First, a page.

However I did note like the second half: stories of Grafton's childhood with alcoholic parents and a lot of self-therapy. I felt uncomfortable reading these, as though they were not meant for me to read, and they certainly were an incongruous add on to the wonderfully pleasurable Kinsey stories.

tehlanna's review against another edition

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3.0

I listened to this on audio. I loved getting a small peek into the origin of Kinsey Millhone and how Grafton thinks of that character as part of herself (my words). The short stories were quick and intense, and quite enjoyable.

coops456's review

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3.0

It's a long time since I picked up a Kinsey Millhone story, and these short stories reminded me how I enjoyed the 1980s-era Californian P.I.

Included in this collection is some interesting background from Grafton about her approach to writing, her relationship with her protagonist, and about the key decisions she made in designing the series.

I was less keen on part two, autobiographical tales from Grafton's life as the daughter of two alcoholics.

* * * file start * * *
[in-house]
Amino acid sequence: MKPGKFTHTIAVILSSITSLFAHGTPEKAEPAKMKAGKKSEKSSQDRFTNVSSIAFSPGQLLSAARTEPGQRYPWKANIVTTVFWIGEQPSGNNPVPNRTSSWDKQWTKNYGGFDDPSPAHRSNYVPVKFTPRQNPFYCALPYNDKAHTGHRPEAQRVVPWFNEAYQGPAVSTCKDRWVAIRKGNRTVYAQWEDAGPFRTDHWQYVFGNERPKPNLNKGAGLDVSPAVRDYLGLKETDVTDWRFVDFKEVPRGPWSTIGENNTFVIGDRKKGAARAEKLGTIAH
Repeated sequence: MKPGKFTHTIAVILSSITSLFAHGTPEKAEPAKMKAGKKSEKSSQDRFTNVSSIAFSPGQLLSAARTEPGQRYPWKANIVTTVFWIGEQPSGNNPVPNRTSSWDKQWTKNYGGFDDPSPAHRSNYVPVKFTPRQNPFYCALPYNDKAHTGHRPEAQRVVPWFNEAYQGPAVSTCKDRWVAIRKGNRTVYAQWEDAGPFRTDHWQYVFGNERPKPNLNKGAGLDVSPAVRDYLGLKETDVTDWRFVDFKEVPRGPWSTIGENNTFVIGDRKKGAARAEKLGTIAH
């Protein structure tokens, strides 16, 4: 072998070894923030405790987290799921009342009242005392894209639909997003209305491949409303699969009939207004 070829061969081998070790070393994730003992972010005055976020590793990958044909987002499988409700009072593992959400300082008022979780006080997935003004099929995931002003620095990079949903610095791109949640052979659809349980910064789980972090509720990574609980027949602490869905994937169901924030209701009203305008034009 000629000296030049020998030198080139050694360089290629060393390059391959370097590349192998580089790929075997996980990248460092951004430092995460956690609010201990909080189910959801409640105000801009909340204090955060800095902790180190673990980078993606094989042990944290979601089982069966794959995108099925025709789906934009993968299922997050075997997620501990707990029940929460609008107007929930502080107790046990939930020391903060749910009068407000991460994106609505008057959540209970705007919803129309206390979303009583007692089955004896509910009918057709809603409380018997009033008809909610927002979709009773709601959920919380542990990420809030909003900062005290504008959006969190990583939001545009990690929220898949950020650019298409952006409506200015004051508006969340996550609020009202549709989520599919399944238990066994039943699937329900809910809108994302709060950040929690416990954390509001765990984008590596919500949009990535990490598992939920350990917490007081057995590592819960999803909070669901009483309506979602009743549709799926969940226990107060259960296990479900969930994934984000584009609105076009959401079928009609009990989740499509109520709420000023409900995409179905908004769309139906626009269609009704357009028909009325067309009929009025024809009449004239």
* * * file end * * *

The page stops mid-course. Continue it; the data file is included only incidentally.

kricketa's review against another edition

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3.0

first half: quick mysteries featuring kinsey millhone, who i've become very attached to. brief and fun.

second half: short stories about kit blue, grafton's "alter ego", primarily dealing with blue/grafton's mother who suffered from alcoholism.

grafton puts a transition between the two, but they seem like strange bedfellows. still, grafton fans will enjoy the collection.

valeehill's review against another edition

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dark reflective sad slow-paced
  • Plot- or character-driven? A mix
  • Strong character development? It's complicated
  • Loveable characters? No
  • Diverse cast of characters? Yes
  • Flaws of characters a main focus? It's complicated

3.0

judyward's review against another edition

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3.0

A wonderful collection of nine short stories featuring Kinsey Millhone. Also included are a series of semi-autobiographical short stories about Kit Blue coming to terms with her life as a child, learning to cope with alcoholic parents, and dealing with the grief over the death of her mother.